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Museum Expo 2014
Booth #811

May 18-21, 2014 Seattle, WA 

Data Centers

The challenge for data center managers is to maintain or improve availability in increasingly dense computing environments while reducing costs and increasing efficiency.  Data centers are strategic business assets that continue to grow in importance, and data center managers are under pressure to optimize operational expenses and reduce energy consumption without risking downtime.

Dynamic Air Quality Solutions offers proven technologies to improve power usage effectiveness (PUE) and reduce airborne contaminants without impacting system availability.


Data Center

Energy

Previous generations of data center HVAC systems had to operate at full capacity all the time regardless of actual load demands.  And Uninterruptible Power Supply (UPS) systems operated most efficiently at full load although full-load operation is the exception rather than norm. A lack of flexibility in the power and cooling systems led to inherent energy inefficiency which has created a large opportunity for HVAC energy savings which can account for 35 percent of data center energy costs.

In any building using pre and post filtration of MERV 8 and 13 or even higher, Dynamic can reduce mid-life static pressure by more than 1 inch and design static by more than 1.75 inches. 
Lower static pressure corresponds directly to lower brake horsepower.  Brake horsepower drives fan energy and so on.  With Dynamic Air Cleaners, and using the prescriptive option under section 6.5.3 of ASHRAE 90.1, engineers can reduce energy and provide every customer with a payback worth investing in.

Dynamic Air Cleaners integrate perfectly with newer data center cooling technologies that utilize variable speed fan drives to adapt to changes and deliver high efficiency at reduced loads, which can result in fan energy savings of 50 percent or more.

Using an example of a 34,000 cfm air handler and a $.16 blended utility rate, using a Dynamic V8 Air Cleaning System instead of 85% cartridge filters can save over $8,000/year in fan energy costs.  Just from the reduction in static pressure in this model, design brake horsepower is reduced 14.3 bhp.

Air Quality

Today’s intricate and sensitive IT equipment requires a certain level of environmental control for gaseous and particulate contamination that is present within the environment.  Potential airborne contaminants can be overlooked and, if left unrestrained, can degrade the reliability and the continuous operation of mission critical IT equipment within a facility.  Particle and gaseous contamination can result in intermittent equipment glitches or in unplanned shutdowns of critical systems that often mean significant business and financial losses.

Outdoor air is the main source of particles in the data center environment.  This is an issue because increasingly data centers are being designed to take advantage of free cooling during certain times of the year.  Particles settle through four mechanisms: gravitational (relevant only above 1mm), diffusion, electrostatic, and turbulent flow precipitation.  Gases can either act alone or in conjunction with other gases or particles to form compounds that can result in oxidation on metallic surfaces.  Oxidation results from a chemical reaction which can cause irreversible destruction on the surface of a circuit board, or on the leads of a connector, or on the pins of an integrated circuit.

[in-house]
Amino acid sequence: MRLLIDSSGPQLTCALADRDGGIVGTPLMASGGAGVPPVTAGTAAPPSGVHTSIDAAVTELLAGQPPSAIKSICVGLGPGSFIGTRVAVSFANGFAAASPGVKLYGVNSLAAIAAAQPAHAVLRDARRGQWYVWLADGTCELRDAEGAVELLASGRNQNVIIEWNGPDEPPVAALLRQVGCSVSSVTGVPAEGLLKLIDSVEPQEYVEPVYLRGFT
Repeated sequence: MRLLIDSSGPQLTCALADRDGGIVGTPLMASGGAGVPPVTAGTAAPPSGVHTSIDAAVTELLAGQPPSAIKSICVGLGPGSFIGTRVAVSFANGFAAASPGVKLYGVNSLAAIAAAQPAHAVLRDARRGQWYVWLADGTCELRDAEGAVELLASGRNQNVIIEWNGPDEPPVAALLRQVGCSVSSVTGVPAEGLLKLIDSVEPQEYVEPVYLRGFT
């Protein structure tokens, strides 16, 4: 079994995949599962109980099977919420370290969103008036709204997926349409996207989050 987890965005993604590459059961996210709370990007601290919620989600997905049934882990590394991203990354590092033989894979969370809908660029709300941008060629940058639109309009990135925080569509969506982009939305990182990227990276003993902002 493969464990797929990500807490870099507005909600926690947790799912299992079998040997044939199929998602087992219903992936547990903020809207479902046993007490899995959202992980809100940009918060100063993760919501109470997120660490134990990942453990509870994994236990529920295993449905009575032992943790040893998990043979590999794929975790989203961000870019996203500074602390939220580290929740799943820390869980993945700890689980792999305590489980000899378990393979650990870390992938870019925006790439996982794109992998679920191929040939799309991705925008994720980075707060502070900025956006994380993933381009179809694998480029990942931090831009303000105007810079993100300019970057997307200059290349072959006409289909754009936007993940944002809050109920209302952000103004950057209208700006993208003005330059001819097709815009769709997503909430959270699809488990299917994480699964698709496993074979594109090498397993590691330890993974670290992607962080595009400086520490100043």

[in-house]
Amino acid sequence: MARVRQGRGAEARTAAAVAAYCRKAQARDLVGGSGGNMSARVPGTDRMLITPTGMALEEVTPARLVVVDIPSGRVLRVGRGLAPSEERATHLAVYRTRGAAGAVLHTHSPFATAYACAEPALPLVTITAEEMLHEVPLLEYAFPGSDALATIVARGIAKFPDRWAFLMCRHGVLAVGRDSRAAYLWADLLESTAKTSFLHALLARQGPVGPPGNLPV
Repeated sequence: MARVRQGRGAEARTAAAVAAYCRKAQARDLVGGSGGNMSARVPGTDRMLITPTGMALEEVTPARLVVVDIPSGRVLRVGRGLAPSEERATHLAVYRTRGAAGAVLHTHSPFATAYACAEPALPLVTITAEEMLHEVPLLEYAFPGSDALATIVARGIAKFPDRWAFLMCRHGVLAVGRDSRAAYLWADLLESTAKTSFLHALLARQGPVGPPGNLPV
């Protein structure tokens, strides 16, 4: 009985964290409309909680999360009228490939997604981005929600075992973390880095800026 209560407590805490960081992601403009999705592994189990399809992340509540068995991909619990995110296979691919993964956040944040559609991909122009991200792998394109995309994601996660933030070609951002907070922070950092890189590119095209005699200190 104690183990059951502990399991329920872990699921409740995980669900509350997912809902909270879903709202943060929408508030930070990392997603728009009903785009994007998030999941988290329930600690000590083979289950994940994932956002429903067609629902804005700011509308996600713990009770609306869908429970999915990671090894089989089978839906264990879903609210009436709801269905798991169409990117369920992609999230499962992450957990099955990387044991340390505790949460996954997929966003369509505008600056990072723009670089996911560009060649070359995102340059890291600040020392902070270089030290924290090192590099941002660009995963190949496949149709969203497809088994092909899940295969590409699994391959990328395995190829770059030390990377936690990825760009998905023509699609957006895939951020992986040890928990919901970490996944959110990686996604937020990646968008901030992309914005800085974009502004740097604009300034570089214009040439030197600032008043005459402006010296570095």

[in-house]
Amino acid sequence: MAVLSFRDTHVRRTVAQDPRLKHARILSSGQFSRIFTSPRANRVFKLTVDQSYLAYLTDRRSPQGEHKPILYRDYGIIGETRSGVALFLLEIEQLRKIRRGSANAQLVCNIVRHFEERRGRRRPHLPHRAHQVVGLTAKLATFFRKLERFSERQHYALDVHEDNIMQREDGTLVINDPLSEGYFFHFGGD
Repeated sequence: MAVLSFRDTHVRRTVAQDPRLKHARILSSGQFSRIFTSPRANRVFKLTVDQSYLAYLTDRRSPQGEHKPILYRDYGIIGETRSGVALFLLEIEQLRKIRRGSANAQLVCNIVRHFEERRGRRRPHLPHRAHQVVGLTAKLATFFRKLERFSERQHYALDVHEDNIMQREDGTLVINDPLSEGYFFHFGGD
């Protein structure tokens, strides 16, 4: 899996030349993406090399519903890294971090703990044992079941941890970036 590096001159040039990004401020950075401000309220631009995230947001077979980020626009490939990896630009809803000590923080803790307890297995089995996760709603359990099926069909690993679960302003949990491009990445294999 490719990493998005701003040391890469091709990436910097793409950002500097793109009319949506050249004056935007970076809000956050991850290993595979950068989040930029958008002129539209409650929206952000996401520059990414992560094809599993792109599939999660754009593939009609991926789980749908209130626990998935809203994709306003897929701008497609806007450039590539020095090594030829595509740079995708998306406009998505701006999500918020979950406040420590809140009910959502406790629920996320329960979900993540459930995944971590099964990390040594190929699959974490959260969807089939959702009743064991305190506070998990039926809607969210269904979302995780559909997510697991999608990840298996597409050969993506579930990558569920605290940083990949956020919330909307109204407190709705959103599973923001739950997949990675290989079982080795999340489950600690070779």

Reasons for increased concern include:

  • Trends towards compact equipment affect many factors that make airborne contamination a more significant issue than it has in the past.  Higher power densities within air-cooled equipment require extremely efficient heat sinks and greater air exchange volume increasing the airborne contaminant exposure.
  • The elimination of lead from electronics has made them more vulnerable to corrosion.
  • Particles can have abrasive, corrosive, electrically conductive, electrically insulative, or hygroscopic properties.  They can have:
    • Mechanical effects: obstruction of cooling airflow, interference with moving parts, abrasion, optical interference, interconnect interference, or deformation of surfaces and other similar effects.
    • Chemical effects: including corrosion and material property changes, such as embrittlement and optical clouding.
    • Electrical effects: including problems associated with the flow of electricity, such as providing unintended electrical paths.

Areas that are susceptible to particle matter accumulation include:

  • Small airflow openings.
  • Fine pitch heat sinks - the narrow channels in these are especially susceptible.
  • Areas where flow bypass is not possible (e.g. where air is directed onto a heat sink)
  • Areas where airflow changes speeds.
  • Sharp, rough, or adhesive surfaces

Airborne particles and gaseous contamination can cause a wide range of unwanted data center conditions that can affect the continued operation and reliability of equipment.  Degradation will vary depending on equipment location and the chemistry, quantity, and composition of contaminants.  Equipment issues arising from mechanical, thermal, chemical, or electrical degradation can be intermittent and difficult to diagnose; due, in part, to the interaction of multiple factors such as particles, gases, humidity, and other environmental factors that combine to trigger noticeable effects.  Therefore it is important to minimize airborne contamination.




Case Studies:



Power Loft Data Center
Energy Challenge: Energy Efficiency
Solution: Dynamic V8s